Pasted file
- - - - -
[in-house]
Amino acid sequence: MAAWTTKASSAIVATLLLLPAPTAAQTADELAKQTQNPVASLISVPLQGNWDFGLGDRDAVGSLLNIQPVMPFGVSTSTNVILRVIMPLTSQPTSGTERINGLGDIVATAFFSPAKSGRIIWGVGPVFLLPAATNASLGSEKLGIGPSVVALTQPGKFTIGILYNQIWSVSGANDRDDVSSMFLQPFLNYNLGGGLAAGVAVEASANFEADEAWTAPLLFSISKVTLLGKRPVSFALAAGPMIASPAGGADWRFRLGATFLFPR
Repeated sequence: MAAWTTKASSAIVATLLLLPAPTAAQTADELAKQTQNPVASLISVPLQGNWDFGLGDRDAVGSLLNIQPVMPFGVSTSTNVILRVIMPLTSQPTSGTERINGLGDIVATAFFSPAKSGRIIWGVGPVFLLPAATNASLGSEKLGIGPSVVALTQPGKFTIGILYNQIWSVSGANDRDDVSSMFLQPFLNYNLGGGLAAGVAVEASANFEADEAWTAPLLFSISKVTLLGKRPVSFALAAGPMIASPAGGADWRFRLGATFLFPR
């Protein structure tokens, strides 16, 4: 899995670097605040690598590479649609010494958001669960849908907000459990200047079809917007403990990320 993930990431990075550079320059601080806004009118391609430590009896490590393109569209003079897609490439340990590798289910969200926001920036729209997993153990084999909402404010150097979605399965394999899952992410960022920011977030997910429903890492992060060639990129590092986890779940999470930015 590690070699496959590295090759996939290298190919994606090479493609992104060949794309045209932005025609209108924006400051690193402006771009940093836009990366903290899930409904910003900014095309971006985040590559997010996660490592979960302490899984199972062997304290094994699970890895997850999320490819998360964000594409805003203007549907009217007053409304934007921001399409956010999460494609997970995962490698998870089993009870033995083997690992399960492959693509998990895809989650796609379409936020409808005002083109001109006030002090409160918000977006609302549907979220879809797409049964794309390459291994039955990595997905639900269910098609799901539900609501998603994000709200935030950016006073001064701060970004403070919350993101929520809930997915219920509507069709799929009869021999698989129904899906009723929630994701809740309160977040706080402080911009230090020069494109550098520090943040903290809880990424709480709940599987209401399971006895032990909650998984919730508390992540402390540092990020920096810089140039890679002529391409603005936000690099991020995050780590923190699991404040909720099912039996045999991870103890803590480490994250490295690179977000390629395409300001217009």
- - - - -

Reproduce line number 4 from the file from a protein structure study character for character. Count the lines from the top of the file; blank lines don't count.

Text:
């Protein structure tokens, strides 16, 4: 899995670097605040690598590479649609010494958001669960849908907000459990200047079809917007403990990320 993930990431990075550079320059601080806004009118391609430590009896490590393109569209003079897609490439340990590798289910969200926001920036729209997993153990084999909402404010150097979605399965394999899952992410960022920011977030997910429903890492992060060639990129590092986890779940999470930015 590690070699496959590295090759996939290298190919994606090479493609992104060949794309045209932005025609209108924006400051690193402006771009940093836009990366903290899930409904910003900014095309971006985040590559997010996660490592979960302490899984199972062997304290094994699970890895997850999320490819998360964000594409805003203007549907009217007053409304934007921001399409956010999460494609997970995962490698998870089993009870033995083997690992399960492959693509998990895809989650796609379409936020409808005002083109001109006030002090409160918000977006609302549907979220879809797409049964794309390459291994039955990595997905639900269910098609799901539900609501998603994000709200935030950016006073001064701060970004403070919350993101929520809930997915219920509507069709799929009869021999698989129904899906009723929630994701809740309160977040706080402080911009230090020069494109550098520090943040903290809880990424709480709940599987209401399971006895032990909650998984919730508390992540402390540092990020920096810089140039890679002529391409603005936000690099991020995050780590923190699991404040909720099912039996045999991870103890803590480490994250490295690179977000390629395409300001217009």